imaginable. Not only were the colours and patterns unusually fine,
but the clothes that were made of the cloth had the peculiar quality
of becoming invisible to every person who was not fit for the office
he held, or if he was impossibly dull.
Buddhism A lecture by Jorge Luis Borges
The subject today will be Buddhism. I’m not going
into the long story that began two thousand five hundred years ago in Benares,
when a prince of Nepal – Siddharta or Gautama – who had become Buddha, spun the
wheel of the law, proclaimed the four noble truths and the eightfold path. I
will speak of the essential in this religion, the most prevalent in the world.
The elements of Buddhism have been preserved since the fifth century before
Christ: that is, since the epoch of Heraclites, of Pythagoras, of Xenon, until
our times when Dr. Suzuki expounds it in Japan. The elements are the same. Now
the religion is encrusted with mythology, astronomy, strange beliefs, magic,
but because the subject is complex, I will limit myself to what the various
sects have in common. They may correspond to Hinayana or the small vehicle. Let
us first consider the longevity of Buddhism.
El Budismo Una conferencia de Jorge Luis Borges
tema de hoy será el budismo. No entraré en esa larga historia que empezó hace dos mil quinientos
años en Benares, cuando un príncipe de Nepal - Siddharta o Gautama -, que había
llegado a ser el Buddha, hizo girar la rueda de la ley, proclamó las cuatro
nobles verdades y el óctuple sendero. Hablaré de lo esencial de esa religión,
la más difundida del mundo. Los elementos del budismo se han conservado desde
el siglo v antes de Cristo: es decir, desde la época de Heráclito, de
Pitágoras, de Zenón, hasta nuestro tiempo, cuando el doctor Suzuki la expone en
el Japón. Los elementos son los mismos. La religión ahora está incrustada de
mitología, de astronomía, de extrañas creencias, de magia, pero ya que el tema
es complejo, me limitaré a lo que tienen en común las diversas sectas. Éstas
pueden corresponder al Hinayana o el pequeño vehículo. Consideremos ante todo
la longevidad del budismo...
Iraq no longer exists by Andrew J. Bacevich
“Iraq no longer exists.” My young friend M,
sipping a cappuccino, is deadly serious. We are sitting in a scruffy
restaurant across the street from the Cathedral of St. John the
Divine on Manhattan’s Upper West Side. It’s been
years since we’ve last seen each another. It may be years
before our paths cross again. As if to drive his point home, M
repeats himself: “Iraq just doesn’t exist.”
His is an opinion grounded in experience. As an
enlisted soldier, he completed two Iraq tours, serving as a member of
a rifle company, before and during the famous Petraeus “surge.”
After separating from the Army, he went on to graduate school where
he is now writing a dissertation on insurgencies.
Lessons for the First Class of the School for Spiritual Science at
the Goetheanum - Volume Three, Lesson Five (Recapitulation) by Rudolf Steiner
My dear sisters and brothers, in the description of the path of knowledge we have reached the place where we stand before the Guardian at the abyss of being. The Guardian of the Threshold has made clear to us that what surrounds us in the exterior world can never reveal our own being to us; how our observation of nature, what on and from the earth lives and moves, what shines and speaks from the realm of the stars – to the extent we can perceive it with the senses and with our reason – all that offers nothing to clarify the being of our own self; that the brightness, this glistening in the sunshine, this living and interweaving which is so grand and powerful, so beautiful and magnificent in the outer world, remains dark and gloomy for our true self-knowledge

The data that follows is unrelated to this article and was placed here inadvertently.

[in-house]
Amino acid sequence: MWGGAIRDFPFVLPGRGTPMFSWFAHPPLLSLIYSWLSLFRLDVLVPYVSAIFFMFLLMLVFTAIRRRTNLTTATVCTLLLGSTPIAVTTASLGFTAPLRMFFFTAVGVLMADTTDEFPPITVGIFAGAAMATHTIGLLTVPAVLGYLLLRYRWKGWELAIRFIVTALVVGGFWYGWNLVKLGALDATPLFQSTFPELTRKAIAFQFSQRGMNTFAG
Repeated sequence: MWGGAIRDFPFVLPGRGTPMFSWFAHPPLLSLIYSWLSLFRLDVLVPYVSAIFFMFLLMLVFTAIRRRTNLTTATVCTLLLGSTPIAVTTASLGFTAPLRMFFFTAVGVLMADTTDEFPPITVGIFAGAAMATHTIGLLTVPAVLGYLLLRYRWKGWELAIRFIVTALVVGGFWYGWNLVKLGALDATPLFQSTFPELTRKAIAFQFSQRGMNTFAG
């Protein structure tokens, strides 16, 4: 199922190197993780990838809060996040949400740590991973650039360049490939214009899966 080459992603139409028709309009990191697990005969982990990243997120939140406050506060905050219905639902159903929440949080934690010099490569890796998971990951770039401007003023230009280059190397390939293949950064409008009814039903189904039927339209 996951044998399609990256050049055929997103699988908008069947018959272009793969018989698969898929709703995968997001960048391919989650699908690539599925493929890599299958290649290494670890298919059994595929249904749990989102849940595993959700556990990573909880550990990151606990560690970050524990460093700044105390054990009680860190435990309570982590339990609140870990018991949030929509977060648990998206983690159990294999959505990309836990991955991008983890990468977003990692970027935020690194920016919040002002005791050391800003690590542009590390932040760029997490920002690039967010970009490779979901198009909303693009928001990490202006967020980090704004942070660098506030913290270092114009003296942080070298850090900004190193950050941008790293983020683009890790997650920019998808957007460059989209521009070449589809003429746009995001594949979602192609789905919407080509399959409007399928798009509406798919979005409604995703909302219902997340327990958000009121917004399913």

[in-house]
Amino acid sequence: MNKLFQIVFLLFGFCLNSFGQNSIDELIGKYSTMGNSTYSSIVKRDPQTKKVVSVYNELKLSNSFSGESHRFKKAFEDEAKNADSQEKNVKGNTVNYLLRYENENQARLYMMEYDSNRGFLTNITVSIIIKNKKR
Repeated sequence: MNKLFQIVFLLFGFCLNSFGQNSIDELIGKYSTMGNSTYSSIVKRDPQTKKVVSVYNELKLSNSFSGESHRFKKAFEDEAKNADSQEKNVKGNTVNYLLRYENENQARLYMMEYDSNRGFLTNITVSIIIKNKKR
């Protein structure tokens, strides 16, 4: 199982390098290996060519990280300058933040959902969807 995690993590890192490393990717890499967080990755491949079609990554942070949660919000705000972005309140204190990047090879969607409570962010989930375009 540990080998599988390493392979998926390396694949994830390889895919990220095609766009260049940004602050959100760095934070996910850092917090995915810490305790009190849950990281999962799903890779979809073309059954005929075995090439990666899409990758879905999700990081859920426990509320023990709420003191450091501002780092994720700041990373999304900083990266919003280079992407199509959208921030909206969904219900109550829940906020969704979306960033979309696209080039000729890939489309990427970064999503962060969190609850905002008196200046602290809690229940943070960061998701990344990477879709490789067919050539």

Karmic Relations, Volume III, Lecture Two by Rudolf Steiner
Today I shall
say more about how the karmic forces of preparation
undergo their further course of evolution when man has
passed through the gate of death. So far as ordinary
consciousness is concerned, the forming of karma, and
indeed that of the whole intercourse with the world which we
call ‘karmic’ takes place in the human being
in a more instinctive way. We see the animals act
instinctively. Words like ‘instinct,’
which are used so frequently in science and every-day
life, are generally applied in a vague and undefined way.
People make no real effort to associate them with clear
conceptions. What is it that we call instinct in the
animals? We know that the animals have a Group-soul. The
animal, such as it is, is not a self-contained being...
Rootless in Patagonia; Toothless in Brooklyn by Frank Thomas Smith
In anyone over a certain age
questions arise unbidden.
Often they're dead statistically,
Life and health
insurance aren't interested,
keep their distance, preferring,
rosy-cheeked lads and lassies.
Prologue in Heaven - from "Faust" by Johann Wolfgang von Goethe
The Lord, the Heavenly Hosts, later
Mephistopheles. The Archangels step forward.
The sun resounds as once of old
In loving spheres
of motley song,
Predestined is its journey bold,
Ripening as it
Its sight the angels new strength gives,
none can fathom how its done;
The inconceivable still lives
glory as when the days were one...
You can find us under the
Southern Cross constellation in the Traslasierra Valley, Province of Córdoba, Argentina. Visitors always welcome. Just follow the sign that reads: La Cruz del Sur.
Frank Thomas Smith, Editor
JoAnn Schwarz, Associate Editor